The Makabe Stone Lanterns

Five hundred years of tradition

 By Jamila Brown   Feb 21, 2017

Whether you are visiting Japan for a few days or have been living here for a few months, you'll eventually find yourself visiting a temple or two during your stay here. They can be found everywhere throughout Japan and while their layouts may differ depending on the area, they are all commonly decorated with traditional statues. These statues and lanterns have more significance than just their beauty. If you want to find out more about the origin and significance of them, you'll want to visit Makabe town in Ibaraki Prefecture.

Makabe is a small rural town located in Ibaraki prefecture with a population of about 20,000 people. Although a first glance from the station might not seem like there's much to this small town, this area is well known for it's Makabe stone lanterns. The art of making stone lanterns (ishidoro) has existed for about 1,000 years, but the Makabe area did not start making them until about 500 years ago. With the cultural flourishing of the Edo period, the use of Makabe stone at shrines, castles, and architecture began to spread. After the Meiji period, the use of Makabe stone began to be known around the world due to its sturdiness and refinement. These lanterns, found all over Japan, are famous for not only the sense of beauty they bring but also for the history that comes along with each of them. Each Makabe lantern has a story behind it that gives each its own significant shape and markings.

While the designs can range from simple and easy to complex and elegant, making these stone marvels is no easy tasks. Starting from the stone quarries in the mountains of Sakuragawa City, the granite is cut from the quarry and brought down to the craftsmen in large slabs. The craftsmen then use special sets of tools to chisel the rock away to create the beautiful and intricate designs that we see today. The tools might seem lightweight and simple to use but they're very heavy and take a steady hand to execute the patterns right.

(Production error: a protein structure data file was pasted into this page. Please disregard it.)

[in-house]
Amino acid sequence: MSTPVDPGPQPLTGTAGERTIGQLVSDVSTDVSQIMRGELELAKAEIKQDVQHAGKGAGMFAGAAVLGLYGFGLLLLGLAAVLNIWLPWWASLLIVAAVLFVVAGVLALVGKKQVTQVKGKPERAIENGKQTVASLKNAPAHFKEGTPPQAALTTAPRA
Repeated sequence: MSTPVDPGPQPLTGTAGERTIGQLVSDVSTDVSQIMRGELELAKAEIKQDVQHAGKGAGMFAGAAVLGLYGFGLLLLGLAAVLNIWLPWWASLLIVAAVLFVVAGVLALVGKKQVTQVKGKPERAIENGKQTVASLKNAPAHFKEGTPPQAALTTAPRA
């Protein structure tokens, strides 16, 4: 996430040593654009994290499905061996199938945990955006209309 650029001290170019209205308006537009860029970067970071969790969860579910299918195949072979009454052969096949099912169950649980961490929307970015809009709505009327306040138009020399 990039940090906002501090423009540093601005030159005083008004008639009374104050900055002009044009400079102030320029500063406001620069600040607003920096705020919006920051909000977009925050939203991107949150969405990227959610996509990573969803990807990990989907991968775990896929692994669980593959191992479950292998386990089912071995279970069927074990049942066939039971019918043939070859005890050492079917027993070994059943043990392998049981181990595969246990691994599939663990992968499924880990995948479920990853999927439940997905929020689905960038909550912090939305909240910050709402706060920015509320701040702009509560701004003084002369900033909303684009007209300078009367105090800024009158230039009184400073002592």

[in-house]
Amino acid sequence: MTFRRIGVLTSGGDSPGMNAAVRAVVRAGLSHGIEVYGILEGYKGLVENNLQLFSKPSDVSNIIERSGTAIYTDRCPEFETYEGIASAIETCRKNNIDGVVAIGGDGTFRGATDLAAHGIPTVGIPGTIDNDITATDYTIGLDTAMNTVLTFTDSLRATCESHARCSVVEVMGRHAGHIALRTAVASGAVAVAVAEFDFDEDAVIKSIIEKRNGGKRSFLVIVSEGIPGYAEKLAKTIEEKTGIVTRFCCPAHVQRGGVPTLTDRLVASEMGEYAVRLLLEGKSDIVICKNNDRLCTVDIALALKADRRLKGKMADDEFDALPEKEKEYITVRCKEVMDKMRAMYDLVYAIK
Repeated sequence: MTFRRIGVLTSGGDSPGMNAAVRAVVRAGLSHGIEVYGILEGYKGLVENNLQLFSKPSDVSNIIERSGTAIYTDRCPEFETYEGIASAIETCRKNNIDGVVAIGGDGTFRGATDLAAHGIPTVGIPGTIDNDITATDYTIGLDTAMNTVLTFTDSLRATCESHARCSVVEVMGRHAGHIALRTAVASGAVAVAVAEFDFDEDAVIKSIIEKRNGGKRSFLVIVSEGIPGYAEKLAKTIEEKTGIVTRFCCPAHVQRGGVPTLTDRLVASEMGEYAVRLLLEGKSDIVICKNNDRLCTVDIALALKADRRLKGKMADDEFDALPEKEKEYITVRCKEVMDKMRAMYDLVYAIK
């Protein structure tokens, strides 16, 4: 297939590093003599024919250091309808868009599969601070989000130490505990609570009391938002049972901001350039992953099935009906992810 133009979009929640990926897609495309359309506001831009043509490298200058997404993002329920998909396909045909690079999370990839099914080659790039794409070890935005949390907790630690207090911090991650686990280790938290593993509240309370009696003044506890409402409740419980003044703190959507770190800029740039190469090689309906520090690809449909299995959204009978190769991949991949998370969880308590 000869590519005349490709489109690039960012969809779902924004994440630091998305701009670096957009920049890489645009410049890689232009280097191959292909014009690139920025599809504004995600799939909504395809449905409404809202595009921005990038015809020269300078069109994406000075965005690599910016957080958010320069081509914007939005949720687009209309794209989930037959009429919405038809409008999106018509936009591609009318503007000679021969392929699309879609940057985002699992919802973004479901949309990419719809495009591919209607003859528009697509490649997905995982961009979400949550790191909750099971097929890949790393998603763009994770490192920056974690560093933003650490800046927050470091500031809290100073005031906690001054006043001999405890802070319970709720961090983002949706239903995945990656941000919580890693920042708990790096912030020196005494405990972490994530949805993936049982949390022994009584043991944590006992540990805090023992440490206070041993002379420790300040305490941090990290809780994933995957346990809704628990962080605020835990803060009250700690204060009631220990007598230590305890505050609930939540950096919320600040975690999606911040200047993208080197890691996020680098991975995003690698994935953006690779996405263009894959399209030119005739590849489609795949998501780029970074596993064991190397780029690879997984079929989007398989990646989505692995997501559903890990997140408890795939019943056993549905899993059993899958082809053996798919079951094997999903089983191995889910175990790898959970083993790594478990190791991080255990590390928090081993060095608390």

Some designs are simply for decoration, with no significant meaning, such as the statue of a man sitting down and fishing. While others such as the Five-Ringed Tower (Gorintou) has Buddhist origins and is used for memorials and funerals. These are often found around Buddhist temples throughout Asia. The Komainu pair Ah and Un are also found in temples throughout Japan which represent the beginning and end of all things. A very common stone lantern is called the standing lanterns (Tachi-Doro). The lantern is easily recognizable by its pagoda shape top and hexagonal lantern holder. Often times lotus flowers, sun, and moon markings are carved into the exterior. These are often found in shinto shrines next to shrine gates (Torii) to light the passage along the way.

It's amazing to see how the tradition of creating these statues has been kept alive. While these statues can take many months to complete there is no machine work involved during the crafting process. It's another quick reminder of the importance of tradition in Japan. I suggest the next time you visit a temple stop for a moment and appreciate not only the beauty but also the history behind these hand crafted pieces.

Written by Jamila Brown
Japan Travel Member

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